Purported Joe Shoop ASD Letter Was On Website Registered To Litigant Who Sued Chase Bank By Posting Bond Of ‘Twenty-One Dollars In Silver Coinage’
UPDATE 8:14 P.M. EST (U.S.A.) With each passing day the AdSurfDaily case reveals new and strange details about a subculture that appears to have firm roots in the organization. It is a subculture of rants against the government for perceived injustices, underground business “associations” that purport to permit nonlawyers and nondoctors to practice law and medicine, and legal filings that seek to undermine banks’ abilities to collect on debts.
Today a post appeared on the Pro-ASD Surf’s Up forum purporting to take viewers to a page from which they could download a Microsoft Word templateÂ of a letter to send the government to protest its actions in the ASD case. The author of the letter was identified as ASD promoter Joe Shoop, and the website — credittechs.net — was registered to Ricky Jackson.
In 2004, Ricky Jackson and Regina Jackson sued Chase Manhattan Mortgage Corp. in federal court for the Eastern District of Missouri to overturn a mortgage foreclosure. The documents in the case purported to show that Ricky Jackson had posted a bond consisting of â€œtwenty-one dollars in silver coinageâ€ in a bizarre bid to undermine the bank’s interest in the property.
The Jacksons, according to filings, ordered the bank to respond to the document within three days or lose all of its rights in the case, which appears to have started in Missouri state court and morphed into multiple federal cases.
U.S. District Judge Catherine D. Perry ultimately dismissed the Jackson complaint against the bank with prejudice, saying the pleadings were nonsense.
“This document is even more incomprehensible than the initial complaint, ” Perry said of the 21 Silver Coins filing.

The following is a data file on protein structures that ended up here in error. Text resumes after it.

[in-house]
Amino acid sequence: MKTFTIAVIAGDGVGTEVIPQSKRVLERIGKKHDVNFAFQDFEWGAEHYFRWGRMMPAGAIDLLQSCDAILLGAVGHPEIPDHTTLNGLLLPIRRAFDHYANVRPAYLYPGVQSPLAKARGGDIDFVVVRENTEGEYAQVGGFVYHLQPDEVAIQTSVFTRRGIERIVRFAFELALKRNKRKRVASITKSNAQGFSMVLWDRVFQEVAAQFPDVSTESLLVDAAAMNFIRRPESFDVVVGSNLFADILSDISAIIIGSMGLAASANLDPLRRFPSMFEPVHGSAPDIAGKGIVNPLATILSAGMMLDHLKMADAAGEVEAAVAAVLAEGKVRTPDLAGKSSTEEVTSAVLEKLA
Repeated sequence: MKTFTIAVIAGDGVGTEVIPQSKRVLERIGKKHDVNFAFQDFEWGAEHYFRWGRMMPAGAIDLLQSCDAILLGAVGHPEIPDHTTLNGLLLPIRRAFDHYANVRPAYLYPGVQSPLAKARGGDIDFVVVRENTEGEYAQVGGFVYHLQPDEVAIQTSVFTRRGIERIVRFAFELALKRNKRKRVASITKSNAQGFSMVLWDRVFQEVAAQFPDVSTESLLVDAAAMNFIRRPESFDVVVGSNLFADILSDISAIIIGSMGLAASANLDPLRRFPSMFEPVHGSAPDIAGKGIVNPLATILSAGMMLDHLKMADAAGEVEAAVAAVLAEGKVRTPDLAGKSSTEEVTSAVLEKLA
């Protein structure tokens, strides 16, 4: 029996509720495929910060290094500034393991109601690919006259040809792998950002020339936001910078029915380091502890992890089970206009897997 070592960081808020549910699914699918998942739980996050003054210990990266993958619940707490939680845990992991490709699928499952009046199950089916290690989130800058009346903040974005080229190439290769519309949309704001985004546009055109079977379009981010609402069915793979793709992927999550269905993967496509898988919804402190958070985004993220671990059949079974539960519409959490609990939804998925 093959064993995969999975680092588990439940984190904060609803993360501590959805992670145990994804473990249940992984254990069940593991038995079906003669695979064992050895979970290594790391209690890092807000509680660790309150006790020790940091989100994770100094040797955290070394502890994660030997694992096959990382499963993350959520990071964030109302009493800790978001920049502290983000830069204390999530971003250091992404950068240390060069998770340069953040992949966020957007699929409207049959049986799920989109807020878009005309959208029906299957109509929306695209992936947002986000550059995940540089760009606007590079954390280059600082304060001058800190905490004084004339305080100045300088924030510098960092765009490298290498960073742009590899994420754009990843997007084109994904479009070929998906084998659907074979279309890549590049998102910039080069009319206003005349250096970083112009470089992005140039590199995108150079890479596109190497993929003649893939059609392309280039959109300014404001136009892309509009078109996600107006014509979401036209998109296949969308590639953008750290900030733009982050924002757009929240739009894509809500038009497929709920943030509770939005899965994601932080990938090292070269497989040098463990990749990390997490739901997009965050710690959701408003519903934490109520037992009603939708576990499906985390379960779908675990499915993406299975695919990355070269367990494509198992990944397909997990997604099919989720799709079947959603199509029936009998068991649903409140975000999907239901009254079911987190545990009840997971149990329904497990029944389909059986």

For days now, the Surf’s Up forum has been suggesting the ASD case soon will take a legal turn for the better — from ASD’s point of view. One Surf’s Up Mod pleaded with a member to “just hold on — a little bit longer now baby.”
But pleadings filed in the case recently by ASD members have used the template of Curtis Richmond, a California man associated with a Utah “Indian” tribe a judge ruled a sham.
Four motions to intervene have been filed in recent weeks in the ASD case. All four used the Richmond template. They accused Judge Rosemary Collyer, U.S. Attorney Jeffrey A. Taylor and Assistant U.S. Attorney William Cowden of crimes.
Richmond, a nonlawyer, has been a thorn in the side of banks from coast to coast. His name appears in lawsuits in which borrowers claimed not to owe lenders money because they had “assigned” their debts to him. Meanwhile, Richmond has tried to have litigation opponents in debt cases arrested.
On Feb. 26, an autosurf known as AdViewGlobal, which has close ties to ASD, announced it was forming a “private association.” The company to which it turned for advice is Pro Advocate Group, which says it can set up individuals to practice law without a license.
Karl Dahlstrom, who is associated with Pro Advocate Group, was sentenced in 1997 to 78 months in federal prison for his role in a securities scheme.
The credittechs.net website registered to Jackson features a media player with the ASD logo, and also appears to host a credit-repair organization set up as a private association.
“At Credit Techs we are not credit counseling or credit negotiators, we are credit debt ELIMINATORS,” the site says. “We can help stop the credit companies from stealing your hard earned money. Our specialty is credit cards and unsecured debt. We are an organization of members who help one another out with such financial matters.”
Credit Techs also says this:
“Members of groups who are competent nonlawyers can assist other members of the group achieve the goals of the group in court without being charged with ‘unauthorized practice of law,’” the site says.